Wednesday, 3 July 2019

Questions (57)

Tony McLoughlin


57. Deputy Tony McLoughlin asked the Minister for Agriculture, Food and the Marine the opportunities for sheepmeat in the Japanese market; and if he will make a statement on the matter. [28268/19]

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Oral answers (6 contributions) (Question to Agriculture)

This question relates to the opportunities for sheepmeat. There has been some discussion about the opening of the Japanese market for sheepmeat. I ask the Minister to make a statement on the matter.

My officials continue to work towards opening and enhancing access to as many markets as possible. During my recent successful trade mission to Japan, I had the pleasure of announcing the agreement in principle on access to the Japanese market for Irish sheepmeat. This agreement was the culmination of ongoing collaboration between my Department, assisted by our embassy in Tokyo and the Japanese Ministry of Agriculture, Forestry and Fisheries and Ministry of Health, Labour and Welfare. Details of the agreement are expected to be finalised shortly by an exchange of correspondence between my Department and the relevant Japanese officials.

Japan is one of the top five markets identified for the meat sector by Bord Bia as part of the market prioritisation exercise carried out under my seven-point action plan on market access and exports. The country offers an important opportunity for sheepmeat export. According to a Bord Bia study, Japan imported 24,565 tonnes of sheepmeat at a value of more than €170 million last year. The Japanese sheepmeat import market has grown approximately 82% in value in the past five years alone.

The role of my Department is to open up market access and remove barriers to trade. The industry must then take advantage of these opportunities. I am hopeful that Irish sheepmeat exports will achieve the same success that our dairy, pigmeat and beef sectors have enjoyed in Japan.

I know the Minister's recent visit to Japan was successful. The Japanese market offers enormous potential. The Minister mentioned that Japan imported sheepmeat valued at more than €170 million each year. Have all the barriers been removed? Were obstacles removed during the Minister's recent visit to allow the start of an export business to Japan?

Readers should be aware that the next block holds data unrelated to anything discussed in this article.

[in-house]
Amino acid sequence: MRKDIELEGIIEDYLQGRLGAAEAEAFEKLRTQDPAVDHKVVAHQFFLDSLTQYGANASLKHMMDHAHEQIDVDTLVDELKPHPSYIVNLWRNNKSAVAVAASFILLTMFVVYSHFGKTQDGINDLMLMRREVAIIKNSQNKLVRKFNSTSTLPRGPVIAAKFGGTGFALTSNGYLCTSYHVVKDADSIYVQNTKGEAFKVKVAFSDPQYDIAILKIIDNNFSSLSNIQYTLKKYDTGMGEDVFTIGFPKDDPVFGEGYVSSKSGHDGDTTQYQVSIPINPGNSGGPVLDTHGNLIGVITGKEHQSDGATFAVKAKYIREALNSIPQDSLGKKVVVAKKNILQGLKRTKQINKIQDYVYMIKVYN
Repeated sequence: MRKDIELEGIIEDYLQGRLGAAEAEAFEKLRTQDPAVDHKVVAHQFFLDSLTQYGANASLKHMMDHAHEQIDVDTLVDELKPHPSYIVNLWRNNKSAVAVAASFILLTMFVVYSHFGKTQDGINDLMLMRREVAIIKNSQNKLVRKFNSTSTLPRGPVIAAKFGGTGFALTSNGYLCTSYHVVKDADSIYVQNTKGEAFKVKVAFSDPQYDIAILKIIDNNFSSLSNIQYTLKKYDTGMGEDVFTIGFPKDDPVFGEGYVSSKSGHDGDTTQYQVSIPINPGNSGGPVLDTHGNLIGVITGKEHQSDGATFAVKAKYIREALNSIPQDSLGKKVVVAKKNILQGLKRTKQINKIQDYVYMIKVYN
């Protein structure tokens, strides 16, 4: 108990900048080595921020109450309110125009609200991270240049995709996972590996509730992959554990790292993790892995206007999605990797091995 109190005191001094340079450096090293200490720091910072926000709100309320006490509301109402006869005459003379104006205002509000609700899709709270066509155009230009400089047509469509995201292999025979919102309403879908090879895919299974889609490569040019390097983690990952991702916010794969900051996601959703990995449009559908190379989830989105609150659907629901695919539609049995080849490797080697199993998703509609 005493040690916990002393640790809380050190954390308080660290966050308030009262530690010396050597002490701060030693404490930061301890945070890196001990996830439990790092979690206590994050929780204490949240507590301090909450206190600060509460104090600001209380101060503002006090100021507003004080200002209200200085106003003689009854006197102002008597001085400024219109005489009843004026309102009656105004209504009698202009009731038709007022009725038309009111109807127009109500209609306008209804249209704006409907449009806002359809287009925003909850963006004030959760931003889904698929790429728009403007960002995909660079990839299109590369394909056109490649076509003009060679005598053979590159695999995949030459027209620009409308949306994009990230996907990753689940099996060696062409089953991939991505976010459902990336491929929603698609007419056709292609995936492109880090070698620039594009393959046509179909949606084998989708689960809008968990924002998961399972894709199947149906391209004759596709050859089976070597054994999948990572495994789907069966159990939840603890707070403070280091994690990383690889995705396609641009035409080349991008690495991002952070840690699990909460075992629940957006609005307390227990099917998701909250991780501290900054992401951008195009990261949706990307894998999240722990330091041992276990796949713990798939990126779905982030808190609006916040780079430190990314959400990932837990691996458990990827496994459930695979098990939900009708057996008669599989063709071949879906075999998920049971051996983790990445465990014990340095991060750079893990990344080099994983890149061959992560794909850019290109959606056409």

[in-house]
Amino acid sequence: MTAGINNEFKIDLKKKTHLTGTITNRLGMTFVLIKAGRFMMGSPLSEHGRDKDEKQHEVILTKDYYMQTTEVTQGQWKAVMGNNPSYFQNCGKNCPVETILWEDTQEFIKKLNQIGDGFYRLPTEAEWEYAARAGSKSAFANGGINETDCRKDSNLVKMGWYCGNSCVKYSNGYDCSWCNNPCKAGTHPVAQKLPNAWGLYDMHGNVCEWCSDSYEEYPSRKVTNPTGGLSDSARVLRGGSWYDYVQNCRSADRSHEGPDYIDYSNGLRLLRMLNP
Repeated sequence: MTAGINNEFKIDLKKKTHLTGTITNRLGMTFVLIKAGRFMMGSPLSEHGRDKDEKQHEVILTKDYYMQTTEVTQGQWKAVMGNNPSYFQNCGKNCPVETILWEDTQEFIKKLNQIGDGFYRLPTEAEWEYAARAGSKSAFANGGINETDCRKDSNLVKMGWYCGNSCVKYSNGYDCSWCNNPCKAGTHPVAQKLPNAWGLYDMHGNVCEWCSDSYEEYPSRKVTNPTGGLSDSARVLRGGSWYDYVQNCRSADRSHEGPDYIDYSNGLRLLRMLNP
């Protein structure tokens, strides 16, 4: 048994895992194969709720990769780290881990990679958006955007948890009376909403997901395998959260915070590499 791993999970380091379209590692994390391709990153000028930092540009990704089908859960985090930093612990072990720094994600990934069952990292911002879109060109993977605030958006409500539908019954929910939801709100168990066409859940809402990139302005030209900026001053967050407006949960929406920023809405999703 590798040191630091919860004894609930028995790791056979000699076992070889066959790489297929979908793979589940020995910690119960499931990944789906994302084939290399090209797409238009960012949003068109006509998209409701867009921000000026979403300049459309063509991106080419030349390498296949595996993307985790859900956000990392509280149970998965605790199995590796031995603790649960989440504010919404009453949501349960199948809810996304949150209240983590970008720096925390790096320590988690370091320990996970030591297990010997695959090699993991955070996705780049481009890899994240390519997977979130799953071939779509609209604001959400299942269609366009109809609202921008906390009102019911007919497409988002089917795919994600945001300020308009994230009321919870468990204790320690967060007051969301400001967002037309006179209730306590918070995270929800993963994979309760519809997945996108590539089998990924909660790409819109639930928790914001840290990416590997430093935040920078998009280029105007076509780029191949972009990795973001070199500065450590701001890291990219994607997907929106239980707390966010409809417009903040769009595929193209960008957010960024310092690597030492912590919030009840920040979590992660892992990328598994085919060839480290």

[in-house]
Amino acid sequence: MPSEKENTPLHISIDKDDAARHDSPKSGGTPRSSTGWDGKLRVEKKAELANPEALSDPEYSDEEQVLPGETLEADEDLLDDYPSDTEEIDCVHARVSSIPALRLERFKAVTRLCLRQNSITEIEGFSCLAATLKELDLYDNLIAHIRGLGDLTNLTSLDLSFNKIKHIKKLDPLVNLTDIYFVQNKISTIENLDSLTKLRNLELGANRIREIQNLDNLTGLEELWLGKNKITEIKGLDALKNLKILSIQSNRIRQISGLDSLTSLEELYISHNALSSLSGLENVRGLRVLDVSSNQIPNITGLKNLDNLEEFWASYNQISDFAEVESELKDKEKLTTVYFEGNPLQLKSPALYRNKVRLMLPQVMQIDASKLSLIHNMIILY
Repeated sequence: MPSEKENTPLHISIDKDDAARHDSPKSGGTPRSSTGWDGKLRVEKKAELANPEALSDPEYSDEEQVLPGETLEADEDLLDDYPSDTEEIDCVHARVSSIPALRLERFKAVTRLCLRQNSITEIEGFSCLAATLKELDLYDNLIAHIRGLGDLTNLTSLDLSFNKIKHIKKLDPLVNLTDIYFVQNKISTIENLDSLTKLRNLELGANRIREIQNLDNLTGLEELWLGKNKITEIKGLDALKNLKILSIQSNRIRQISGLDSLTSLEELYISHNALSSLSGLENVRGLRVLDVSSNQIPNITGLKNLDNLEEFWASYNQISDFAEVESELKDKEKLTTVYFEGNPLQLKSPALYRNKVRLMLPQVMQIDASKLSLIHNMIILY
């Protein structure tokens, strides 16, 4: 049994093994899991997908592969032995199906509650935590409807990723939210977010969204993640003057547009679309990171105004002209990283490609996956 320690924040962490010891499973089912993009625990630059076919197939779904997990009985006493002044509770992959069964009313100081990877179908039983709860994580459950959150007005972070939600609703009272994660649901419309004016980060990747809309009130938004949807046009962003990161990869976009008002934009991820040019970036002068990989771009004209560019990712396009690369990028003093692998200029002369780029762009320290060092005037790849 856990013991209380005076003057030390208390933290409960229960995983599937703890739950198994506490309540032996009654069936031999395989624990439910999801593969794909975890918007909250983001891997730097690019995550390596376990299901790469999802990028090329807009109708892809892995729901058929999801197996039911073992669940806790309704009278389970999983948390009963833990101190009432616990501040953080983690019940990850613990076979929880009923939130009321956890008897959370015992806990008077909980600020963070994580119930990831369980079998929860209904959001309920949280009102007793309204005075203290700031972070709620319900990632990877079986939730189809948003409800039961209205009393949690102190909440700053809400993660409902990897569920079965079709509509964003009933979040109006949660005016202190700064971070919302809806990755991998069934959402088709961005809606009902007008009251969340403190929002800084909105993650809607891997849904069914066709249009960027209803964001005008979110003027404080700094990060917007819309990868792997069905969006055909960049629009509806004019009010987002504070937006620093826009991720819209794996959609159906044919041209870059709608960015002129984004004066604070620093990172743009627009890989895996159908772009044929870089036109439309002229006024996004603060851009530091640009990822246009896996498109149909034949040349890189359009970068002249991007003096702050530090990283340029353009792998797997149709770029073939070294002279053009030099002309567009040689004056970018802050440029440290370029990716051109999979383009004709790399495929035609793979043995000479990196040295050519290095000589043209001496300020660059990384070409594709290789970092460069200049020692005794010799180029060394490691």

As I said, it remains for the i's to be dotted and the t's crossed. We are on the cusp of gaining access to the Japanese market and we have agreement in principle. It is interesting, in the context of that market, that the average consumption of sheepmeat in Ireland is approximately 3 kg per capita whereas in Japan it is in the region of 150 g. Japan represents a growing market opportunity and the trade statistics show that sheepmeat is a meat of preference that has grown significantly in recent years. There are, therefore, significant opportunities. We have gained a foothold in Japan for pork, dairy and, more recently, beef exports and the removal of the 30-month age restriction will mean a higher volume of exports going in that direction. Sheepmeat is a new venture in the Japanese market but there is potential. At the moment, for obvious geographical reasons, Japan is predominantly supplied by the sheep sectors of Australia and New Zealand but there are opportunities for us, particularly in conjunction with other efforts we are making in broader meat protein areas in that market.

As the Minister can appreciate, the sheep sector is vital in my constituency. There is a large sheep population in the constituency and surrounding counties in the north west. It is vital that we secure access to the Japanese market and other markets. Having more markets open for sheepmeat would be beneficial to the farming community.

By way of evidence of the significance of the market, between 2013 and 2018, the value of imports in the Japanese sheepmeat market has jumped by over 80% from €93 million to €170 million. During the same period, the quantity of imported sheepmeat has grown by only 33%. It is a premium product in Japan and we have opportunities in that regard. I appreciate that it is a matter of having as many markets as possible and the industry then availing of the market that delivers the highest price to the sector.

Japan is a highly sophisticated and developed market where food is a premium product and it is a market we could usefully exploit in the years ahead.

Question No. 58 replied to with Written Answers.